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  (Source: Matt Groening/Fox)
The fight against pathogens requires diversity

One often-misunderstood idea in evolutionary theory is survival of the fittest.  Most think this refers to a single "best" option being selected.  Often an alternate process -- dubbed balancing selection -- occurs in which several variants, each with unique advantages and disadvantages, are preserved.

The textbook example of balancing selection is sickle cell anemia.  People born with the special hemoglobin variant suffer a variety of symptoms including poorer endurance, but the mutation grants immunity to malaria, a nasty disease that infects more than 200 million people worldwide a year.  For that reason both sickle cell and healthy hemoglobin genes have been preserved to "keep mankind's options open", so to speak.

Researchers at the University of Chicago and Oxford University, led by Univ. of Chicago genetics, evolution, and ecology professor Molly Przeworski, have identified six new regions of the genome where evidence of balancing selection exists.  The team examined the recently sequenced chimpanzee genome and the human genome, which was first sequenced in 2000 using shotgun sequencing.

DNA Strand
Balancing selection maintains variety in the genome. [Image Source: TurboSquid]

Professor Przeworski describes, "When we looked for genetic clues pointing to other, more ancient, examples of balancing selection, we found strong evidence for at least six such regions and weaker evidence for another 119 -- many more than we expected.  We don't yet know what their functions are.  [Clues point to their use in pathogen defense] but which pathogens, what immune processes, we don't know."

The six regions do not code for protein sequences.  Protein coding sequences make up only a small part of the overall genome, which is largely composed of regulatory and preservationist sequences.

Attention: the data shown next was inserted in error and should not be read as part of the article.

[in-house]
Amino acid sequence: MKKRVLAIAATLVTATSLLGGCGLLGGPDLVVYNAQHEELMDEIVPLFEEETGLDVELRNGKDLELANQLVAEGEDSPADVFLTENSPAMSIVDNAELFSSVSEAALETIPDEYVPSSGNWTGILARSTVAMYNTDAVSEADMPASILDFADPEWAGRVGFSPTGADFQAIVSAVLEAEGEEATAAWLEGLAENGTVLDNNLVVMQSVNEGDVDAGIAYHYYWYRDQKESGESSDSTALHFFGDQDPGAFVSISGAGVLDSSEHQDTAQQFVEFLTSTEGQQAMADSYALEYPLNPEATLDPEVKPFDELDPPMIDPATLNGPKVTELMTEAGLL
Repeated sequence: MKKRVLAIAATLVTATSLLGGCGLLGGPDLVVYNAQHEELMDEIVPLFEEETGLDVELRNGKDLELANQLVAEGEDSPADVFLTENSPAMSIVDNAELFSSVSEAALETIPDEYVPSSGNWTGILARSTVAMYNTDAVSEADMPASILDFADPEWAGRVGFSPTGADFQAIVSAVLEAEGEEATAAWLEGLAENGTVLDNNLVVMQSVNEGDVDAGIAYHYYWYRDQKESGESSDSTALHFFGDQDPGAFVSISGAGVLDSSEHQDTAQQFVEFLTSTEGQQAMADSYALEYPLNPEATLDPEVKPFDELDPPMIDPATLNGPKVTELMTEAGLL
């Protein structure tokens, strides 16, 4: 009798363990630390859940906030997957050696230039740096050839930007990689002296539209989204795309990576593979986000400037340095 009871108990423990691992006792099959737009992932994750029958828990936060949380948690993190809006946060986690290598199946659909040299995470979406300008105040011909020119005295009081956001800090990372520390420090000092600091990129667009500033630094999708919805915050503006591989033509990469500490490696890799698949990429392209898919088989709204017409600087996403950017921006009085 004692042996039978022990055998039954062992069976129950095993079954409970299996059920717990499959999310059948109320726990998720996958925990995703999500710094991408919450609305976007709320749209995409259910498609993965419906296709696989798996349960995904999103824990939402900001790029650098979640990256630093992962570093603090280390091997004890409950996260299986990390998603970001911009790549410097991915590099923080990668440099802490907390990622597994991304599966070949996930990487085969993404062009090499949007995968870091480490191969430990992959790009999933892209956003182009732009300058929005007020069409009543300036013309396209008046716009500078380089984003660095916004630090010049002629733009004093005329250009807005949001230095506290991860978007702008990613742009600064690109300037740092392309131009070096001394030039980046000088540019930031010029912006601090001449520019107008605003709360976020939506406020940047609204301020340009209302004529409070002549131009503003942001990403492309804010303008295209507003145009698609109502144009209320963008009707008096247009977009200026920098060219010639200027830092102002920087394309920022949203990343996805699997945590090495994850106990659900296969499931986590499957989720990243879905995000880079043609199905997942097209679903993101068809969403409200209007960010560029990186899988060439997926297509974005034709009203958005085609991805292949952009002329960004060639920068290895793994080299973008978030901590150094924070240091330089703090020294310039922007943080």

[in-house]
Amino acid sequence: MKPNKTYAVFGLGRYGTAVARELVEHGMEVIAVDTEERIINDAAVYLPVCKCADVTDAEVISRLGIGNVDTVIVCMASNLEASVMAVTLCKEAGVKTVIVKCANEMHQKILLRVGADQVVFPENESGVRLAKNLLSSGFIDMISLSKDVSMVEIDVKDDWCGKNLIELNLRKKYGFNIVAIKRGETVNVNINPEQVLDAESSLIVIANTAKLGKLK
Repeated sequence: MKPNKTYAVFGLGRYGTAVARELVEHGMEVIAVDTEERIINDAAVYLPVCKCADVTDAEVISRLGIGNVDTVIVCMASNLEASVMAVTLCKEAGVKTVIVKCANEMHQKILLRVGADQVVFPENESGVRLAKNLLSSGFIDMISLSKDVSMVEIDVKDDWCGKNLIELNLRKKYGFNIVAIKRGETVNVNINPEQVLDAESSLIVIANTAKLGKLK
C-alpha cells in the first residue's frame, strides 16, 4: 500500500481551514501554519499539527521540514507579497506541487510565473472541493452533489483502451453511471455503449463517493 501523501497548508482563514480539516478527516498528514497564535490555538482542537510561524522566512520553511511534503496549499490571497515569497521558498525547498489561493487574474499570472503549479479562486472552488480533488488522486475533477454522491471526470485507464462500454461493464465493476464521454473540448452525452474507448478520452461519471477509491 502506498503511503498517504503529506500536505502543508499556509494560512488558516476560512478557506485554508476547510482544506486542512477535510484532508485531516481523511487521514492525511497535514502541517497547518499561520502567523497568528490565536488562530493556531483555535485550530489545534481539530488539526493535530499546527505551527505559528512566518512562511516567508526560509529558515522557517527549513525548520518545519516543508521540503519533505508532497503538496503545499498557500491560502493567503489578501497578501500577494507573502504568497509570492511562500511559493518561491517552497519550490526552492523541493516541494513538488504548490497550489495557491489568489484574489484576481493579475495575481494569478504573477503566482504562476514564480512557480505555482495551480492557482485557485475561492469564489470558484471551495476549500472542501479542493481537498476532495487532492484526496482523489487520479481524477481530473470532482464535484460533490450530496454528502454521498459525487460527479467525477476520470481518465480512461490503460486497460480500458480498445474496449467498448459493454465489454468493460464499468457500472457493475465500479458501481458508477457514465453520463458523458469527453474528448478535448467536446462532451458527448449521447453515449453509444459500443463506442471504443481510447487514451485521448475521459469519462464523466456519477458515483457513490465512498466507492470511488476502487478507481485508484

The team looked at the genomes of 59 humans from sub-Saharan Africa and 10 chimpanzees from Western Africa.  The results give clues about how evolution helped both chimps and humans keep up with the fight against pathogens, a natural "arms race" in which both species often face similar classes of enemies.

Study first author Ellen Leffler, a graduate researcher says the fact that the set of "options" are preserved in both the humans and chimpanzees shows that they play an important role and are not purely random.  She comments, "[The genes] must have been functionally important over evolutionary time."

Chimp toothpicking
Chimps and humans share commune genetic variations. [Image Source: National Geographic]

The researchers used special codes to sort clusters of gene varieties and map how the human gene variety compared to that of their primate relatives.

Researchers say the finding of similar clusters of genes is very important as such preserved genetic variety is "extremely rare".  One example of such a mechanism examined in previous studies is the major histocompatibility complex (MHC), a critical part of the immune system that helps distinguish between different kinds of pathogens.  In a 2012 study Professor Przewski's team showed that humans and gibbons share the same ABO-blood type varieties.

The study on the work was published in the prestigious peer-review journal Science.  The work was funded by the National Institutes of Health (NIH), The Royal Society, the Wellcome Trust, and the Howard Hughes Medical Institute (HHMI).

Sources: Science [abstract], U of Chicago



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RE: Bible thumper
By chripuck on 2/19/2013 11:50:28 AM , Rating: 2
Come on man, Science and Faith need not be exclusive. Even the soon to be ex-Pope agrees.

http://www.dailymail.co.uk/news/article-447930/Pop...

Is it not even the slightest bit possible that God created this universe and this world through the Big Bang and evolution? That perhaps when he spoke his Word to the writers of Genesis he explained things in a way that a man with limited scientific understanding could comprehend? I mean seriously, how do you tell a man who doesn't know what toilet paper is and can't count past 100 that he world is 4 Billion years old.